Honeywell Aerospace provides aerospace products and services to customers, including Airbus, American Airlines...
and Delta Airlines. The company has more than 40,000 employees making up 12 different enterprises under the Aerospace umbrella and selling 50 different product lines. Before the impact of September 11, sales were approximately $10 billion.
Back in the early '90s, these enterprises operated autonomously with no coordinated information sharing. This meant that reps from each of these product lines called on customers separately, with no knowledge of each other's activities.
Not surprisingly, this lack of coordination left clients unhappy. Customers had multiple points of contact and were clearly frustrated by conflicting demands on their time from the same supplier. So for nearly a dozen years, Honeywell Aerospace (AlliedSignal Aerospace before a 1999 merger with Honeywell) has been transforming itself into a customer-centric organization with one centralized view of the customer. From 50 P&Ls, they now have three independent business units: Avionics; Engines, Systems and Service; and Aircraft Landing Systems.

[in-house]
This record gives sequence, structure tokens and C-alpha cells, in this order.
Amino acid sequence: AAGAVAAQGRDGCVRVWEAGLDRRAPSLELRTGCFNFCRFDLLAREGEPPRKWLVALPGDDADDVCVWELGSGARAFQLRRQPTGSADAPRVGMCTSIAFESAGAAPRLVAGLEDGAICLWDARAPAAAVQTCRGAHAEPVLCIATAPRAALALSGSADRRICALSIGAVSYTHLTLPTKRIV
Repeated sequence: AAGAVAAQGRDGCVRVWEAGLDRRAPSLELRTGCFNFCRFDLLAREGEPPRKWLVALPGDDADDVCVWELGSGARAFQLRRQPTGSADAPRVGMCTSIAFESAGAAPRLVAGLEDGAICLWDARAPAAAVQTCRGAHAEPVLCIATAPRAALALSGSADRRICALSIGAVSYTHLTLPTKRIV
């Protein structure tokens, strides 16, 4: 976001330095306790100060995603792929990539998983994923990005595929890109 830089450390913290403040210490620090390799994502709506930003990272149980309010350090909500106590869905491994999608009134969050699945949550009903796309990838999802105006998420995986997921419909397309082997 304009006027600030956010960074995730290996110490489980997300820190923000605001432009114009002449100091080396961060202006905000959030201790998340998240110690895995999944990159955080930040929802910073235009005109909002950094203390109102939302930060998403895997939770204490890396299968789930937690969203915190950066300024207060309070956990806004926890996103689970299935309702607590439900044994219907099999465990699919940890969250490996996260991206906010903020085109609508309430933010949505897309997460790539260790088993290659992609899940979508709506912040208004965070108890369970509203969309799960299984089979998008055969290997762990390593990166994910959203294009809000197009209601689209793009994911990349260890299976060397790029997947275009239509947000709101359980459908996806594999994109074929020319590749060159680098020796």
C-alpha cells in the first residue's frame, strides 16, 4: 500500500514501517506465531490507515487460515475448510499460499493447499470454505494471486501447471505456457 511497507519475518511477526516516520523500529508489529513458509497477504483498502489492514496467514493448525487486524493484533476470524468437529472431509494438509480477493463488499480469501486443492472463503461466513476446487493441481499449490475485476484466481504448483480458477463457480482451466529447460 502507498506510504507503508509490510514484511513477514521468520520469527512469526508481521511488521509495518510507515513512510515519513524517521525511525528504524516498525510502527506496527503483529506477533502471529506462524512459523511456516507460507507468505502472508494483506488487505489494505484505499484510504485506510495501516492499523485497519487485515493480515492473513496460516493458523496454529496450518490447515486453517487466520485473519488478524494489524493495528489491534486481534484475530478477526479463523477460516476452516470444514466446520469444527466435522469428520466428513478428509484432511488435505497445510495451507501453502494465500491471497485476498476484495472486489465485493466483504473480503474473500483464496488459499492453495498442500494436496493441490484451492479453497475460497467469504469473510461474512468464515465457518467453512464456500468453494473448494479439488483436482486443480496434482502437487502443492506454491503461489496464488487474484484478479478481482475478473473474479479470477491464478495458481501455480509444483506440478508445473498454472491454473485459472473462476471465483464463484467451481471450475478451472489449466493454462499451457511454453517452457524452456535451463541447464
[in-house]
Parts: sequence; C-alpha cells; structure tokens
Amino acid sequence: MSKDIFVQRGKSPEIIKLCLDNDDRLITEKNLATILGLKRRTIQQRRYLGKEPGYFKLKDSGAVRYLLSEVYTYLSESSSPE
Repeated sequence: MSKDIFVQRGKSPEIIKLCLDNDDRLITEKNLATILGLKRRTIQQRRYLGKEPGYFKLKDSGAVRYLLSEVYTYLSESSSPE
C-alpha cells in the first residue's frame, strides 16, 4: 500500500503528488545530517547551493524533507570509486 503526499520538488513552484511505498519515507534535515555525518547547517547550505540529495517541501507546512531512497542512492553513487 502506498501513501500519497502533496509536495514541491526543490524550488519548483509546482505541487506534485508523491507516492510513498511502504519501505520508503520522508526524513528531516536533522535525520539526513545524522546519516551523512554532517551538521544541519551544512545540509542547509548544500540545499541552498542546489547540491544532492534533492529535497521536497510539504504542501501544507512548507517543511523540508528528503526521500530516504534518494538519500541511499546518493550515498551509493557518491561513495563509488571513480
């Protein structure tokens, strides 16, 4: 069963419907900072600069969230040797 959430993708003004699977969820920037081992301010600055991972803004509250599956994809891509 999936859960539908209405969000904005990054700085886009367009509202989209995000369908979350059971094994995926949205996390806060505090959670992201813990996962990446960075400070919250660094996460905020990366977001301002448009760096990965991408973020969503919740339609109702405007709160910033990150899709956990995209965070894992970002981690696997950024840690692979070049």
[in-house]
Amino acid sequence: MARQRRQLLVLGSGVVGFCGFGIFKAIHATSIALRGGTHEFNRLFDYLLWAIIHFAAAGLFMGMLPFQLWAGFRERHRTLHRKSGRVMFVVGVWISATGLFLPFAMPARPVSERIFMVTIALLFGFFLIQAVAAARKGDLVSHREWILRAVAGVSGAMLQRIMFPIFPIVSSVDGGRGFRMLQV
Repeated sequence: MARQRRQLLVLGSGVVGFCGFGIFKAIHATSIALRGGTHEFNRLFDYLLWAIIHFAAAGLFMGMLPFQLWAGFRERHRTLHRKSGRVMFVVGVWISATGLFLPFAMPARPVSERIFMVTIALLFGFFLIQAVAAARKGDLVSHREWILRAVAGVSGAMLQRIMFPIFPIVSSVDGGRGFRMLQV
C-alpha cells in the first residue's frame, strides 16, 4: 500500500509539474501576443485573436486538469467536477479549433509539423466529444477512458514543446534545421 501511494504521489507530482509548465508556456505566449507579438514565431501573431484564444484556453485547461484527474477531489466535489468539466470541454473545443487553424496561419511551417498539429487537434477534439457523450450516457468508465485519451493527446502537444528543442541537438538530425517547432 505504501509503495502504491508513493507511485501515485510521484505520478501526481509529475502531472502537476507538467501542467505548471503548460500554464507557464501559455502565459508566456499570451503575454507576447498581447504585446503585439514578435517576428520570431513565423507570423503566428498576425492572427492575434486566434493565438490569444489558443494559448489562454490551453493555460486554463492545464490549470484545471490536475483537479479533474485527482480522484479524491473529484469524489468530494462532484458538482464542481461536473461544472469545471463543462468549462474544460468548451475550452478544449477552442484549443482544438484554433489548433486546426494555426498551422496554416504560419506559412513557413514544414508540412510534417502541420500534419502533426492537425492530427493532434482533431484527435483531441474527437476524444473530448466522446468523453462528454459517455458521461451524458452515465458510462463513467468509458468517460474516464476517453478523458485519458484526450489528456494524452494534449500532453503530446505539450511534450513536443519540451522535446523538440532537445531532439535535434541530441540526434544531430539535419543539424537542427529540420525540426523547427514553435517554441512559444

This has meant an entirely new way of doing business for Honeywell, including an extensive training program. Honeywell Aerospace has approximately 150 account team leaders worldwide (120 for commercial accounts and the remainder to serve government clients). These individuals act as representatives for the customer and present those clients with a single face for the entire company. They work with internal product people to sell and service all 50 product lines. For some larger customers, this may mean the sales rep is actually co-located with the customer (on-site or nearby).
As part of its CRM strategy, Honeywell has implemented software from Siebel Systems to provide common customer information across its business units. However, there are still challenges in getting data. Since the organization grew through acquisitions, there are multiple ERP systems and a dozen order-management systems. "It is a journey, not a destination," says Dave Ryan, business process integration manager. "It will take a number of years to fulfill our end goals, but we have a roadmap that builds sequentially and means more and better access to information for our people."
CRM, and the availability of more customer information, has meant a huge transition for the sales force and the rest of the organization. It also has meant the creation of completely new customer-centric sales practices.